May 2013 was a “life-changing month” for actor Frankie J. Alvarez, best known for playing Agustín Lanuez on the HBO drama “Looking.” He turned 30; he got married to actress Leah Walsh; and, the pilot of “Looking” was picked up by HBO.
On Saturday night, one of those journeys will end. “Looking: the Movie” will wrap up the loose ends that were left dangling when the series was unexpectedly cancelled after two seasons. The two-hour series finale premieres July 23 at 10 p.m. on HBO.
For anyone who needs a refresher, “Looking” follows the romantic and professional lives of three gay men in San Francisco. Patrick (Jonathan Groff) is a video game designer. Dom (Murray Bartlett) wants to open a restaurant. They’re the nice guys.
Agustín is the mean guy. As Alvarez is the first to admit, Agustín was often the character that fans loved to hate, especially in season one. As the series started, Agustín is a frustrated artist in a shaky relationship with Frank (O.T. Fagbenle). He relies on sarcasm, sex, drugs and alcohol to get by, but he quickly spirals out of control and loses his boyfriend and his job as an artist’s assistant, and alienates his friends. When season two opens, Frankie is found passed out on the sidewalk and has to be carried home.
“The first season was difficult,” Alvarez says. “I always want to play a guy who’s furthest from me as possible. I like to see what similarities I have and build a bridge with my imagination the rest of the way. It couldn’t get any further away from me than Agustín. It really excited me.”
Alvarez realized early on that his character was not a fan favorite.
“People hated Agustín,” Alvarez says, “but I don’t think anyone hated Agustín more than Agustín himself. There’s a lot of self-loathing there, and a lot of fear of failure. Instead of owning it, he lashes out at his friends. By the end of that first season, he reaps what he sows. Coming into season two, he’s much more aware of his destructive effect on his relationships and he starts to make amends. It’s a learning curve for him and he applies it to his courtship of (season two romantic interest) Eddie.”
Alvarez credits the writing staff with the character arc.
“I am grateful to the entire writing staff who crafted this arc with such nuance and such care for the character. I think it was always in their minds that he was going to start in a flippant place and that he would grow and learn and evolve. I just feel incredibly blessed that I was given this journey to go on.”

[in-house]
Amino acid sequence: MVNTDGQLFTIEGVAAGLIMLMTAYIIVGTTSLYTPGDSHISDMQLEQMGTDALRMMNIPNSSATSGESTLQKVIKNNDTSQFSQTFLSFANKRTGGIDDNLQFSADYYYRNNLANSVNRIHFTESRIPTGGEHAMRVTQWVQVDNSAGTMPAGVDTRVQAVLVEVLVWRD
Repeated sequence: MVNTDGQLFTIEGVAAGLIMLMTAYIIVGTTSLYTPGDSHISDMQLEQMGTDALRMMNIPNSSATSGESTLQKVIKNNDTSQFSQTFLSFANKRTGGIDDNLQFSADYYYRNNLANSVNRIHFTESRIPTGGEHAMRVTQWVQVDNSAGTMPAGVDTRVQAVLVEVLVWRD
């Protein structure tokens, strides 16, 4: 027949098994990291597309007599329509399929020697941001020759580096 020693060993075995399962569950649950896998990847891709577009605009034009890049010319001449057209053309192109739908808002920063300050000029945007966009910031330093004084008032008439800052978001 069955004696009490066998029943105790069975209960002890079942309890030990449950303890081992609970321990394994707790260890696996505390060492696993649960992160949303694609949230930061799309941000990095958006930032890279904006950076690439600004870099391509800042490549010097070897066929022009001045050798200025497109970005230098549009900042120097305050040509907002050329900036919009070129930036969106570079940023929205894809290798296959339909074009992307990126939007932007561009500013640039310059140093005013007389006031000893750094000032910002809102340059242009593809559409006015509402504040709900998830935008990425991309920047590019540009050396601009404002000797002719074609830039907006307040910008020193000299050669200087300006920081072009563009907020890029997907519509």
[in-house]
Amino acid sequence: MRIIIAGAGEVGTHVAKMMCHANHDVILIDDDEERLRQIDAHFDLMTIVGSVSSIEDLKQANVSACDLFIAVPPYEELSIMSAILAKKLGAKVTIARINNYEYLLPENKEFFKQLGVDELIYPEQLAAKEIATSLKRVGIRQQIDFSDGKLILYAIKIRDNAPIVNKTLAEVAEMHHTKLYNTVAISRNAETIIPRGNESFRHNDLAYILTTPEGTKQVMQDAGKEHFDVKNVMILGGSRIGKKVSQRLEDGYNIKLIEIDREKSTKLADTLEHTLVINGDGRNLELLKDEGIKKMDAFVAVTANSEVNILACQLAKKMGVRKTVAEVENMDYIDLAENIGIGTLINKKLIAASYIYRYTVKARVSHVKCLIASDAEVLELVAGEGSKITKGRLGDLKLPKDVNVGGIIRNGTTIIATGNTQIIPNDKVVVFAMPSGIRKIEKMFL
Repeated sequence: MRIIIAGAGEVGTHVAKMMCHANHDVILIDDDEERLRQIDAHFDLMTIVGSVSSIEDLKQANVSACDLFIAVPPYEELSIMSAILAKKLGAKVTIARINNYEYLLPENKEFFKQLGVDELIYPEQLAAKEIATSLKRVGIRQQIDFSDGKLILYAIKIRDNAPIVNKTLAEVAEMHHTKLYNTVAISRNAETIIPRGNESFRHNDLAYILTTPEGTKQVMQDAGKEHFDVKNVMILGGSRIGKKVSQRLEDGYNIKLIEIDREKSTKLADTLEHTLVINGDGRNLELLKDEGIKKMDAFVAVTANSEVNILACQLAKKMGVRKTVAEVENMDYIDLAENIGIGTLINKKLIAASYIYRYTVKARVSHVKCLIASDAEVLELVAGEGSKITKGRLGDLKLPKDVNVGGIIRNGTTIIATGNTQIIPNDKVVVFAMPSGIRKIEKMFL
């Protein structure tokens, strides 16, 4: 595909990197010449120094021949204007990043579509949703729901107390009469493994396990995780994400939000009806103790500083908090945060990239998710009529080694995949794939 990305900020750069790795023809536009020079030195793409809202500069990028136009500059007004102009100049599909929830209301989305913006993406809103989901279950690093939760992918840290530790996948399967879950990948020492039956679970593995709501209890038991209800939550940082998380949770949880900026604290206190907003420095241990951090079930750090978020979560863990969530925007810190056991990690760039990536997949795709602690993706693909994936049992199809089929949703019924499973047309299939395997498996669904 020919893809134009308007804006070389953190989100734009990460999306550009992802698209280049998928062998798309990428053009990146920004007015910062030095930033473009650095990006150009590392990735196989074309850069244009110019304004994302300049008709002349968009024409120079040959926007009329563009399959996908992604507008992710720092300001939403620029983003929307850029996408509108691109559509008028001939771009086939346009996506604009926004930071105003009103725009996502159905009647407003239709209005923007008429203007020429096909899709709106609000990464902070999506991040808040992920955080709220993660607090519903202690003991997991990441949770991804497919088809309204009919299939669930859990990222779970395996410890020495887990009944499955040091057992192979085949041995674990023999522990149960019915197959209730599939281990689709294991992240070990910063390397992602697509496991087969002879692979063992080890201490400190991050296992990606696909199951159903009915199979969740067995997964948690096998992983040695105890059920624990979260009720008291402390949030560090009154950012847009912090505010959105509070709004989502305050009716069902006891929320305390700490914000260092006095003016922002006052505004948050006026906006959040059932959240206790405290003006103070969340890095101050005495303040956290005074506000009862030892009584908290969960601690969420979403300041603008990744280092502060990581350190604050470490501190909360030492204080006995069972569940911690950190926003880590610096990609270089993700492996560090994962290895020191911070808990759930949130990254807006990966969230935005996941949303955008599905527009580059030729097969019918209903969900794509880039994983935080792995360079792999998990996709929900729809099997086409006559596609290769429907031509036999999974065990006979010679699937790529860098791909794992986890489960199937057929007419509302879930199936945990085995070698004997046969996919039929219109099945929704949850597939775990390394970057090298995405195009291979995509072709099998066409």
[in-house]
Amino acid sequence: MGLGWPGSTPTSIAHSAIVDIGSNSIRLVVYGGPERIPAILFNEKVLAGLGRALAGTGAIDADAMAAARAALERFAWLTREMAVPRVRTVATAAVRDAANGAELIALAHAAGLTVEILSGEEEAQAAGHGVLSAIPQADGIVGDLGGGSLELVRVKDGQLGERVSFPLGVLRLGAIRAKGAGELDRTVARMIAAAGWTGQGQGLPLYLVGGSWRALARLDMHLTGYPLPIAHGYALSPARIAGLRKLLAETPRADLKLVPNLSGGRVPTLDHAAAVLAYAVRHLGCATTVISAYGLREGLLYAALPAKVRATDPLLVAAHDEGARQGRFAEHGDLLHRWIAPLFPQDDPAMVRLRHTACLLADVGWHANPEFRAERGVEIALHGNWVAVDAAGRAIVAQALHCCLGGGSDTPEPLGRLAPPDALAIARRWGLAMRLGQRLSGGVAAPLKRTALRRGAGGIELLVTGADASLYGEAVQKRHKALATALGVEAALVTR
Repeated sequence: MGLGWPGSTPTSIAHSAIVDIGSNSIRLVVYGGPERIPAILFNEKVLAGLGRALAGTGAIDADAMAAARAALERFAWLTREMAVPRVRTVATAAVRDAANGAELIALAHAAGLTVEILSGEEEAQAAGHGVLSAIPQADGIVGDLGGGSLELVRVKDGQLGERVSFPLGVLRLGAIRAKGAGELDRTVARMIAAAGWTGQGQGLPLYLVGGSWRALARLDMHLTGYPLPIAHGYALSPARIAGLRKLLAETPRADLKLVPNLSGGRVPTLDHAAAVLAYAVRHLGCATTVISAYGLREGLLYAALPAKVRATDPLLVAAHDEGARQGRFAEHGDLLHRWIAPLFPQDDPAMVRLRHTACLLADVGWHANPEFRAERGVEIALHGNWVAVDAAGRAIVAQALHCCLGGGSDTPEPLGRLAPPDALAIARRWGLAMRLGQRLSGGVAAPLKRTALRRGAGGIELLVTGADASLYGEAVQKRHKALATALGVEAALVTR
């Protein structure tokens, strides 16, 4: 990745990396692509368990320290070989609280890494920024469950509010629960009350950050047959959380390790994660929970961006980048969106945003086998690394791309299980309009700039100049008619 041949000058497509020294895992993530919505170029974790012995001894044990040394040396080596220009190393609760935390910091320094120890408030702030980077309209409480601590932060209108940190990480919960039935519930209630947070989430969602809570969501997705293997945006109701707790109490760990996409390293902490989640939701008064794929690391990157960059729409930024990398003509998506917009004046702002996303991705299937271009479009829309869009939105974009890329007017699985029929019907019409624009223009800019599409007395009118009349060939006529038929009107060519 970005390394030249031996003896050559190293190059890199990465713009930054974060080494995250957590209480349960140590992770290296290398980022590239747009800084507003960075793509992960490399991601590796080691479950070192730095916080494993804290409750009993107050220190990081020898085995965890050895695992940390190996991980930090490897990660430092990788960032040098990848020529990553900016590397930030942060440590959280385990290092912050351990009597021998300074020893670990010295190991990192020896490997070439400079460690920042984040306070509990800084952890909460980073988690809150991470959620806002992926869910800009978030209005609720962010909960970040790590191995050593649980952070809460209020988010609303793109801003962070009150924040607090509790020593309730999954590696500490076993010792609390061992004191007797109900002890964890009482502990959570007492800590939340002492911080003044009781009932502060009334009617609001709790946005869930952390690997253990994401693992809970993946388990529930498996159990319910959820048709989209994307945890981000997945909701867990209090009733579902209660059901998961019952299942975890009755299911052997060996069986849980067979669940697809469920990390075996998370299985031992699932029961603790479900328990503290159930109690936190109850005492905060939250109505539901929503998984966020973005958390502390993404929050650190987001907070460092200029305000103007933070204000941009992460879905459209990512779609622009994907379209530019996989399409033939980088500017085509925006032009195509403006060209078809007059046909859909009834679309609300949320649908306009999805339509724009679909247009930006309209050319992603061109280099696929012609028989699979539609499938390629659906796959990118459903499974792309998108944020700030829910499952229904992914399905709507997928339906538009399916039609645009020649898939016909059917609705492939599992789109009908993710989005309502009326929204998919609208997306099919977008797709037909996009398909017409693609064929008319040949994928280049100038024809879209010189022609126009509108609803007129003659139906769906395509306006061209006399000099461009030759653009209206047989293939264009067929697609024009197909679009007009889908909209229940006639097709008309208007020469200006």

Another challenge for the straight actor was filming the gay sex scenes. The challenge, he says, had more to do with his lack of screen experience than with the sex of his on-screen partner.
“I haven’t had a sexual situation with a woman onscreen yet, so we’ll have to have this conversation at a different time. I have no basis for comparison. … This is my first big TV role and it just happened to be a gay role, so I approached it with the same kind of curiosity and excitement as I would if my co-star were a woman. I wanted Agustín to feel as authentic and real as possible. If people are surprised by my sexual orientation in real life, then I’ve done my job right.”
As for what happens to his character in the movie, Alvarez is sworn to secrecy.
This fall, Alvarez will return to his theatrical roots. He’s headed to the McCarter Theatre in Princeton, N.J., where he will appear in the world premiere of “Bathing In Moonlight” by Nilo Cruz, the openly gay playwright who won the 2003 Pulitzer Prize for his play “Anna In The Tropics.” Alvarez is playing Tabiano, the gay son who comes back into town to cause trouble for his extended Cuban-American family.
In the meantime, Alvarez will be doing publicity for “Looking: the Movie.” Alvarez has been moved and supported by the support of the show’s devoted fan base.
“When you have a big experience like this and then the rug gets pulled out from under you, you kinda feel alone. I took solace in how the fans lamented the loss of the show as much as we did as a cast. It made me feel that we were doing something right.”